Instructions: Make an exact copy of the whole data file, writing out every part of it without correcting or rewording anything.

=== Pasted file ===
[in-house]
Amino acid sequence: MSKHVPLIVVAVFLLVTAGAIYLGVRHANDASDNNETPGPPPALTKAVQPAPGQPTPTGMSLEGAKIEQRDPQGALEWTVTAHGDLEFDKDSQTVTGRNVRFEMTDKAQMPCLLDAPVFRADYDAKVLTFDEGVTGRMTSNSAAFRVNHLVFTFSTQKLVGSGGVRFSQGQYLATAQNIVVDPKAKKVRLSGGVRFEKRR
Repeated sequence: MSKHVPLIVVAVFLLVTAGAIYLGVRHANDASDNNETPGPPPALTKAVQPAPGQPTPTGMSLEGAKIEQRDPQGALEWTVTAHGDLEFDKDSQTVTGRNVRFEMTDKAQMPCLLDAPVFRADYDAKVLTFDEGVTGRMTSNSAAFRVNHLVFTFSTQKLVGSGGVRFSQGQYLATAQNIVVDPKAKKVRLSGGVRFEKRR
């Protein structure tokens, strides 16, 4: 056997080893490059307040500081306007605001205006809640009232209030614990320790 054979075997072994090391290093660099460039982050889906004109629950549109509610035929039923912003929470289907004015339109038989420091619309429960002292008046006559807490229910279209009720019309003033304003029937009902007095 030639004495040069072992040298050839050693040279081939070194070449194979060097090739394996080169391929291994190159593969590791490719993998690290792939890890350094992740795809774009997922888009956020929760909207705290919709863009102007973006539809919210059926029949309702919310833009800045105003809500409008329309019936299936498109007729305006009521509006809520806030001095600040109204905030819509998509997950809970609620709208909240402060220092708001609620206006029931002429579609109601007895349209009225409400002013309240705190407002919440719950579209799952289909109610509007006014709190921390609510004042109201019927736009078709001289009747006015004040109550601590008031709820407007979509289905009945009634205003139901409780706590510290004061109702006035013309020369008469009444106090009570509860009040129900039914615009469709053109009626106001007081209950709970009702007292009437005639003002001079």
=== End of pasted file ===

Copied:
[in-house]
Amino acid sequence: MSKHVPLIVVAVFLLVTAGAIYLGVRHANDASDNNETPGPPPALTKAVQPAPGQPTPTGMSLEGAKIEQRDPQGALEWTVTAHGDLEFDKDSQTVTGRNVRFEMTDKAQMPCLLDAPVFRADYDAKVLTFDEGVTGRMTSNSAAFRVNHLVFTFSTQKLVGSGGVRFSQGQYLATAQNIVVDPKAKKVRLSGGVRFEKRR
Repeated sequence: MSKHVPLIVVAVFLLVTAGAIYLGVRHANDASDNNETPGPPPALTKAVQPAPGQPTPTGMSLEGAKIEQRDPQGALEWTVTAHGDLEFDKDSQTVTGRNVRFEMTDKAQMPCLLDAPVFRADYDAKVLTFDEGVTGRMTSNSAAFRVNHLVFTFSTQKLVGSGGVRFSQGQYLATAQNIVVDPKAKKVRLSGGVRFEKRR
């Protein structure tokens, strides 16, 4: 056997080893490059307040500081306007605001205006809640009232209030614990320790 054979075997072994090391290093660099460039982050889906004109629950549109509610035929039923912003929470289907004015339109038989420091619309429960002292008046006559807490229910279209009720019309003033304003029937009902007095 030639004495040069072992040298050839050693040279081939070194070449194979060097090739394996080169391929291994190159593969590791490719993998690290792939890890350094992740795809774009997922888009956020929760909207705290919709863009102007973006539809919210059926029949309702919310833009800045105003809500409008329309019936299936498109007729305006009521509006809520806030001095600040109204905030819509998509997950809970609620709208909240402060220092708001609620206006029931002429579609109601007895349209009225409400002013309240705190407002919440719950579209799952289909109610509007006014709190921390609510004042109201019927736009078709001289009747006015004040109550601590008031709820407007979509289905009945009634205003139901409780706590510290004061109702006035013309020369008469009444106090009570509860009040129900039914615009469709053109009626106001007081209950709970009702007292009437005639003002001079």